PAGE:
I like Zainab Akhtar’s look at the Lakes International Comics Art Festival. Con reportage in comics tends to be of the “I went here and got this” or “a publisher or creator said this on a panel” varieties, which are good, but not holistic the way Zainab’s report is. The vibe of the area, the prejudices, the interests, all of that makes sense to include in a trip report. New York Comic Con has more aggressive crowds than San Diego Comic-con, the nightlife at Emerald City Comicon is more focused than New York Comic Con, and so on. The area and culture around the con matters, and if, as Zainab saw, that culture is hostile to certain groups of people…it’s well worth discussing. I saw on Twitter that Zainab received pushback for including comments about how the town treated her…embarrassing. Better to listen and learn to recognize truth. We can do better. It’s never “just” comics.
Kate Dacey joins Brigid Alverson at MangaBlog, securing that blog’s status as one of the best comics blogs in the land. Kate & Brigid are absolute powerhouses at sifting for good information, and I’m glad to see Kate back on the manga internet. Brigid’s interview with Takeshi Obata (Death Note, All You Need Is Kill, etc) is good, too.
My friend Katie Longua released a new comic recently, Munchies. She’s running a contest (which ends on Monday) to celebrate the release of her book, which was an APE debut. Entering is easy and highly recommended.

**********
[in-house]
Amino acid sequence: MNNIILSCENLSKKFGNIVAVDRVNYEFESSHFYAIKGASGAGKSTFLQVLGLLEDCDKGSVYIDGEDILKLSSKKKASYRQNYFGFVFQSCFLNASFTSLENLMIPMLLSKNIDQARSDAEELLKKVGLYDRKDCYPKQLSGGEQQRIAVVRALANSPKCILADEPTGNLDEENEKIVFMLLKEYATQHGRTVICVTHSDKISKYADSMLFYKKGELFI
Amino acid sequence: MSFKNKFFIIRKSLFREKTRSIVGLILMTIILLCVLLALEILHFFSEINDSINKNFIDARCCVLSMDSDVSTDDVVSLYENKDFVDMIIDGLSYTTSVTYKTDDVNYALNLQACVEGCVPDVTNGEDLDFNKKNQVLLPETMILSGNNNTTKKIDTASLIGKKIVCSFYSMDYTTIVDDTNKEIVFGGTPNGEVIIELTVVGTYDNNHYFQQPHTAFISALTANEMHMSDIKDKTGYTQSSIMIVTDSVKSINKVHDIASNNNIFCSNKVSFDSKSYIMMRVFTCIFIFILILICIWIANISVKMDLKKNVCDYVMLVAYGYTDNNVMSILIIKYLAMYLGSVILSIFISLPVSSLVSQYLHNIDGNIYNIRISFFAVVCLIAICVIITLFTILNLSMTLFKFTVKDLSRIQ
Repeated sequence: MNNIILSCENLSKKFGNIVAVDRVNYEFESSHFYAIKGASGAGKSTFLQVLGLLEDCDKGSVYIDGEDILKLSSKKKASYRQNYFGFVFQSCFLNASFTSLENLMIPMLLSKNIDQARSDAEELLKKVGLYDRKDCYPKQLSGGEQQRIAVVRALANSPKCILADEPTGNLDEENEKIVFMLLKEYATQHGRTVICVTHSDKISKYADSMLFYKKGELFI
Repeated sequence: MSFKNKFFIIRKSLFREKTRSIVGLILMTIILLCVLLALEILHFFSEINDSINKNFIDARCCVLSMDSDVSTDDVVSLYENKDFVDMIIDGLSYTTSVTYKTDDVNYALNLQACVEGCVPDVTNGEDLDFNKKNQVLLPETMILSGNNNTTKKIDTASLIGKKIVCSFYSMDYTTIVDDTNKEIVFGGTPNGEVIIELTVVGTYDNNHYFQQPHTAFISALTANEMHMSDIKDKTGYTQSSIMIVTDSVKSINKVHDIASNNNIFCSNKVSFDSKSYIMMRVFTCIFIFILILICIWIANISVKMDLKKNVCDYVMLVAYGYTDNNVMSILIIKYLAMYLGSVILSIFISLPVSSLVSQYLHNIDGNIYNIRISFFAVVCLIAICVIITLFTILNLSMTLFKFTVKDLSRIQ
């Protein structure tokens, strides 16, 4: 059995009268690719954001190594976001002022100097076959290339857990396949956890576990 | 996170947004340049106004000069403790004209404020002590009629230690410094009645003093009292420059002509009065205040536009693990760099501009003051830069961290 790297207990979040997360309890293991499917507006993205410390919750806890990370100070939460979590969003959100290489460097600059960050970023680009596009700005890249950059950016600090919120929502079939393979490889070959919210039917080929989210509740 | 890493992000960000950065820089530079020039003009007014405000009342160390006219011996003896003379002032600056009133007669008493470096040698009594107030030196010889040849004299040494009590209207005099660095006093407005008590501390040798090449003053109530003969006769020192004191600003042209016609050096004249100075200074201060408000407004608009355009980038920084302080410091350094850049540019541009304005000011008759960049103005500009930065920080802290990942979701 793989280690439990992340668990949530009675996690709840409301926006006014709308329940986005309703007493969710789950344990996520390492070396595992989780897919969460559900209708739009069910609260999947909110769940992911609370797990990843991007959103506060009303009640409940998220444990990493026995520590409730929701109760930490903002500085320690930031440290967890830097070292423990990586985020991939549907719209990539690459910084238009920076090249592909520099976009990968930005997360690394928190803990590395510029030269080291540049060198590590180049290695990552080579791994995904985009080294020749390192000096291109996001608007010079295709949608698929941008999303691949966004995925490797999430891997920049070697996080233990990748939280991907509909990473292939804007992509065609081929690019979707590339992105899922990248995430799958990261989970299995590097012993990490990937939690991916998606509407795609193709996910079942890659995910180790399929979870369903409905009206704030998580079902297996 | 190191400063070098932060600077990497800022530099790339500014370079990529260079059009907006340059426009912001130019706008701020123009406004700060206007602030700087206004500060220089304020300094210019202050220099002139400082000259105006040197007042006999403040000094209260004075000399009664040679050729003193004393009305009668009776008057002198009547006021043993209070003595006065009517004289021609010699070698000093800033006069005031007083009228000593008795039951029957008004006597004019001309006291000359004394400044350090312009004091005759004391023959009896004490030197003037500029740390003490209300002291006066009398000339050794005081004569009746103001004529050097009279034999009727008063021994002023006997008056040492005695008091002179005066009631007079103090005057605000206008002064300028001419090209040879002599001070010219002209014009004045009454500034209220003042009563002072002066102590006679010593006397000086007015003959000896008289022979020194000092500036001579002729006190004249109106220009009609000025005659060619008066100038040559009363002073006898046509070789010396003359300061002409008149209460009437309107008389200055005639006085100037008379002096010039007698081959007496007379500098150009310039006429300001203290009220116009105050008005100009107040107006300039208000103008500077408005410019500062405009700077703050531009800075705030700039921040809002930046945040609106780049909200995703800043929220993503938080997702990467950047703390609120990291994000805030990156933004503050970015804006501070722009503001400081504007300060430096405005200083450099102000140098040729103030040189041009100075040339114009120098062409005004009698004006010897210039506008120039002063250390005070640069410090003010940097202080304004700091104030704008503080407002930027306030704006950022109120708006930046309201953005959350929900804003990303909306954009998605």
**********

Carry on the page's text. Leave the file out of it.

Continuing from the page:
Munchies is the story of a young lady with a killer case of the munchies. It’s short and sweet, with an ending I didn’t see coming. A cool thing about being around comics but not making comics myself is that I get to sit on the sidelines and watch as my friends make comics and just get better and better. Katie’s got a cool cartoony style that lends itself well to eruptions of heavy detail, like the popcorn in a bowl, stacked junk food shelves, and wolf monsters erupting from bellies. Here’s some promo art from her tumblr:
Katie’s style feels “cartoon-ready” to me, like if someone picked it up and animated it it’d look just as good. She does simple designs very well, like the Munchie Lady’s halter top and shorts, but she’ll also throw in real-life fabric folds or weathering into the mix for added detail. Each character is distinct, with unique designs even when they share similar aspects…Katie makes good comics.
You can buy Munchies and her other works in print at her Storenvy, or you can buy any of her comics digitally for just a dollar or more. She did a whole risograph thing for Munchies—it looks good. I can’t wait to see what she does next.